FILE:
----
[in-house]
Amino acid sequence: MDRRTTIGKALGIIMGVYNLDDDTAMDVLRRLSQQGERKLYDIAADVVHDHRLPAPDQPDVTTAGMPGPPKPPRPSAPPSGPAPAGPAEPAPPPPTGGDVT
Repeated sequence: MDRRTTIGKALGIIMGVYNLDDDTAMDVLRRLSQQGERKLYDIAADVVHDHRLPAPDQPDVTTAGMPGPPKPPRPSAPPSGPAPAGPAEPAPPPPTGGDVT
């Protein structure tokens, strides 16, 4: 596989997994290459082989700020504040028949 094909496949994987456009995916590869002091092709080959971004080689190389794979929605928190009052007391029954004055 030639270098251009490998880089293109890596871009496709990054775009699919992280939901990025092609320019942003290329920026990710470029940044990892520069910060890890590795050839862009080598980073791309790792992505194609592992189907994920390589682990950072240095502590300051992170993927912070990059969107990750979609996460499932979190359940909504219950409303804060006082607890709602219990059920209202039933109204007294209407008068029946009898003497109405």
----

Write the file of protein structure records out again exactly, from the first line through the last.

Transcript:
[in-house]
Amino acid sequence: MDRRTTIGKALGIIMGVYNLDDDTAMDVLRRLSQQGERKLYDIAADVVHDHRLPAPDQPDVTTAGMPGPPKPPRPSAPPSGPAPAGPAEPAPPPPTGGDVT
Repeated sequence: MDRRTTIGKALGIIMGVYNLDDDTAMDVLRRLSQQGERKLYDIAADVVHDHRLPAPDQPDVTTAGMPGPPKPPRPSAPPSGPAPAGPAEPAPPPPTGGDVT
């Protein structure tokens, strides 16, 4: 596989997994290459082989700020504040028949 094909496949994987456009995916590869002091092709080959971004080689190389794979929605928190009052007391029954004055 030639270098251009490998880089293109890596871009496709990054775009699919992280939901990025092609320019942003290329920026990710470029940044990892520069910060890890590795050839862009080598980073791309790792992505194609592992189907994920390589682990950072240095502590300051992170993927912070990059969107990750979609996460499932979190359940909504219950409303804060006082607890709602219990059920209202039933109204007294209407008068029946009898003497109405």